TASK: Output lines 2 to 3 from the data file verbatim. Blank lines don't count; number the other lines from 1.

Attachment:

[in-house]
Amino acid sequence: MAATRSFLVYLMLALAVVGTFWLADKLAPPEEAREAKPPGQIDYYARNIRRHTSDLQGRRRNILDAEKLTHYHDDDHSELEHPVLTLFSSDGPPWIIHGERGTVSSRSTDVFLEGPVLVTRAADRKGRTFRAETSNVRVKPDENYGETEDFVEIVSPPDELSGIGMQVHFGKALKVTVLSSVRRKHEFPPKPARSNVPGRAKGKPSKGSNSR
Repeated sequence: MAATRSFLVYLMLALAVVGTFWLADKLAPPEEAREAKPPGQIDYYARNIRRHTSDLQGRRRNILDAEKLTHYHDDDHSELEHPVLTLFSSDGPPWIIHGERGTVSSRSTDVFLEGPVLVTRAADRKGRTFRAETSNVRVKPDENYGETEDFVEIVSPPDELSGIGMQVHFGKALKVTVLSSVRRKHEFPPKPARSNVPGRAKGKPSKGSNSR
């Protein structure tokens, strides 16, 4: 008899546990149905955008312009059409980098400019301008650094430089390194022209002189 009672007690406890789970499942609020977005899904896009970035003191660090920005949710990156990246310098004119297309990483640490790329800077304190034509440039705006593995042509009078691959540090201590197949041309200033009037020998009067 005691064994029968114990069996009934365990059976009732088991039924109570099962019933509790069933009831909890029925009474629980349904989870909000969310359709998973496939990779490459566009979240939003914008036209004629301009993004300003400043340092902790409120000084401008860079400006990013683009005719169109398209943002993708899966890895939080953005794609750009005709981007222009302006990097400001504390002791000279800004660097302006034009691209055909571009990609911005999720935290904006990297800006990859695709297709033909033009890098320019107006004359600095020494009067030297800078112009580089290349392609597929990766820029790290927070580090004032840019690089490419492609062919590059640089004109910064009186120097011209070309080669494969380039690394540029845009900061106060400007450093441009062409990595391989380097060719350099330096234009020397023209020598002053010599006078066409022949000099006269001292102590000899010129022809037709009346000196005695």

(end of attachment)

Amino acid sequence: MAATRSFLVYLMLALAVVGTFWLADKLAPPEEAREAKPPGQIDYYARNIRRHTSDLQGRRRNILDAEKLTHYHDDDHSELEHPVLTLFSSDGPPWIIHGERGTVSSRSTDVFLEGPVLVTRAADRKGRTFRAETSNVRVKPDENYGETEDFVEIVSPPDELSGIGMQVHFGKALKVTVLSSVRRKHEFPPKPARSNVPGRAKGKPSKGSNSR
Repeated sequence: MAATRSFLVYLMLALAVVGTFWLADKLAPPEEAREAKPPGQIDYYARNIRRHTSDLQGRRRNILDAEKLTHYHDDDHSELEHPVLTLFSSDGPPWIIHGERGTVSSRSTDVFLEGPVLVTRAADRKGRTFRAETSNVRVKPDENYGETEDFVEIVSPPDELSGIGMQVHFGKALKVTVLSSVRRKHEFPPKPARSNVPGRAKGKPSKGSNSR